Things to Do in Albany
The 8,500-square-foot Motorcyclepedia Museum showcases more than 400 two-wheel wonders that span decades. Highlights include military and police motorcycles, choppers, international brands, and rare antiques, while a handful of dedicated galleries offer an in-depth look at Harley-Davidsons and choppers, as well as photographs, posters, and other motorcycle madness.
Since April 2011, travelers have been venturing to this unique upstate New York destination to view one of the most comprehensive collections of motorcycles in America. But visitors who favor four-wheel drive will still find plenty to enjoy in the halls of this two-story museum, where hundreds of bikes are well-labeled with informative signs and detailed descriptions that make a visit to the museum as informative as it is entertaining.
History-loving travelers will enjoy stepping back in time during a visit to the Mount Gulian Historic Site. This well-kept 18th Century Dutch manor home located on the scenic Hudson River once served as a headquarters during the Revolutionary War and later was the birthplace of the much-storied Society of the Cincinnati. And while its ties to early American history are clear, archeologists suggest the land surrounding Mount Gulian may have been home to Native Americans as early as 6000 BC.
Visitors who opt for a tour of the grounds will find themselves deep in the trenches of American history, as expert guides will gladly share stories of army Major Generals, escaped slaves and groundbreaking revolutions. Whether travelers are interested in the stunningly preserved interiors, well-kept grounds, beautiful Hudson River views or the tales of early American life, a stop at Mount Gulian Historic Site has something for just about everyone.
When Thomas Holy Suckley purchased a stunning plot of land along the riverfront back in 1852, he had a vision for building a residency that paid homage to the natural beauty the Hudson River Valley was known for. The building—today known as the Wilderstein Historic Site—originally took on the look of an Italian Villa, while the home’s interiors were designed by the now-famous Joseph Burr Tiffany.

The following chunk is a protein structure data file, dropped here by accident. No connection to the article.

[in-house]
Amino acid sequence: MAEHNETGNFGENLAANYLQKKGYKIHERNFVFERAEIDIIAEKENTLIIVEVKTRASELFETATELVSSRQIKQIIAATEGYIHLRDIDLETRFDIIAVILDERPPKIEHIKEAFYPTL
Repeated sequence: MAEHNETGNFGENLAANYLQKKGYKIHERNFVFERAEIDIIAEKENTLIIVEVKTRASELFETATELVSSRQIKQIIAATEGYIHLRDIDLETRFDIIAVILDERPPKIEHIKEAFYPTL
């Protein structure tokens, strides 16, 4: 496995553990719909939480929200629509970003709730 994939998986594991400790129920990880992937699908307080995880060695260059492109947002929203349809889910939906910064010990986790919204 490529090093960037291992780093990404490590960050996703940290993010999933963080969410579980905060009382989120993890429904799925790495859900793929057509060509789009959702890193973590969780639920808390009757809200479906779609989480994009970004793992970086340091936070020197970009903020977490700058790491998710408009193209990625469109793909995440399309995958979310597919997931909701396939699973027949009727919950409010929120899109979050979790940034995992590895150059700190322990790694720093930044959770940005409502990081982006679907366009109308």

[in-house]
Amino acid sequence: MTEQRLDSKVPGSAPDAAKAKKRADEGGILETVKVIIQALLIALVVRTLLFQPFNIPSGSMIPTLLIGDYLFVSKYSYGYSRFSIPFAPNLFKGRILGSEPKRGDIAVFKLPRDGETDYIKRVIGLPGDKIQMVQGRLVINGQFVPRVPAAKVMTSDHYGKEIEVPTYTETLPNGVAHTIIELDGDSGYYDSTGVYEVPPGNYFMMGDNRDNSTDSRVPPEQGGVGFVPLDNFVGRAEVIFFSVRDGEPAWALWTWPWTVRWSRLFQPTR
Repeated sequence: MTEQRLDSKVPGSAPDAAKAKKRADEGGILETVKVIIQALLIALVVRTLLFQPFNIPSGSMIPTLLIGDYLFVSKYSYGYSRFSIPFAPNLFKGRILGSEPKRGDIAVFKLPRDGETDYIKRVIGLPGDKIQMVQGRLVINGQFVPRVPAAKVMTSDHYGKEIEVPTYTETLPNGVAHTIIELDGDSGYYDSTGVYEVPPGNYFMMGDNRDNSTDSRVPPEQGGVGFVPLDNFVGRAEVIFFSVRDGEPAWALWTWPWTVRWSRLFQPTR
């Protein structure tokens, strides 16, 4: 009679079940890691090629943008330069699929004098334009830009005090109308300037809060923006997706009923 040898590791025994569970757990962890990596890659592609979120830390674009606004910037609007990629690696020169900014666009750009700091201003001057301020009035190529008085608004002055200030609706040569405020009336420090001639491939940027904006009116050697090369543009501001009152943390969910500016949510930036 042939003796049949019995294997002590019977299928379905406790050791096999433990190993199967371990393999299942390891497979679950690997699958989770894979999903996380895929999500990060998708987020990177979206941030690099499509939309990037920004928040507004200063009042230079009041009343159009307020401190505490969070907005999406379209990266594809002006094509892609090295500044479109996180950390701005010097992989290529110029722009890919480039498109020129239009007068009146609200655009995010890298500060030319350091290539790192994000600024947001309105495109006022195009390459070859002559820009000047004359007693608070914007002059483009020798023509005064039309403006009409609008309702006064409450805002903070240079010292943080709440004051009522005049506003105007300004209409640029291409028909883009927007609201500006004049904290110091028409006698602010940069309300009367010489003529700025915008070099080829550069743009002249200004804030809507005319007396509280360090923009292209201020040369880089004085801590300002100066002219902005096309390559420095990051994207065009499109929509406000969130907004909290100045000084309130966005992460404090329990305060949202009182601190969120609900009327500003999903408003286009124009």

Visitors to this iconic home just in the heart of the Hudson Valley will be able to journey through time as they walk through the picturesque hallways of this well-preserved destination. The interiors showcase some of the best of early American design and the grounds offer up one of the most breathtaking romantic landscapes in the Valley.
In addition to exploring the Wilderstein’s beautiful interiors, travelers can also check out the network of trails, walkways and carriage routes that wind through some 40-acres of land. Although tours of the home are available between May and October only, the grounds are open year-round from 9am-4pm and are free of charge to walk.
Built in 1850 by architect Alexander Jackson Davis, this iconic home in upstate New York was once the residence for artist Samuel F.B. Morse, and served as the primary home of William and Martha Young. Today, the home and grounds of Locust Grove Estate are preserved as a museum that showcases the life of the Mid-Atlantic’s wealthy elite. In 1979, Locust Grove opened to the public and today, travelers can explore the well-preserved rooms filled with historic artifacts and family heirlooms.
Visitors can step back in time on a guided tour of the home and grounds—which is the only way to access the inside of the mansion—for a look at life nearly a hundred years ago. Temporary exhibitions of contemporary American artists are also on display at Locust Grove. And visitors will find that while there’s much to explore inside the mansion’s halls, the 180-acre grounds surrounding the home are equally worth checking out.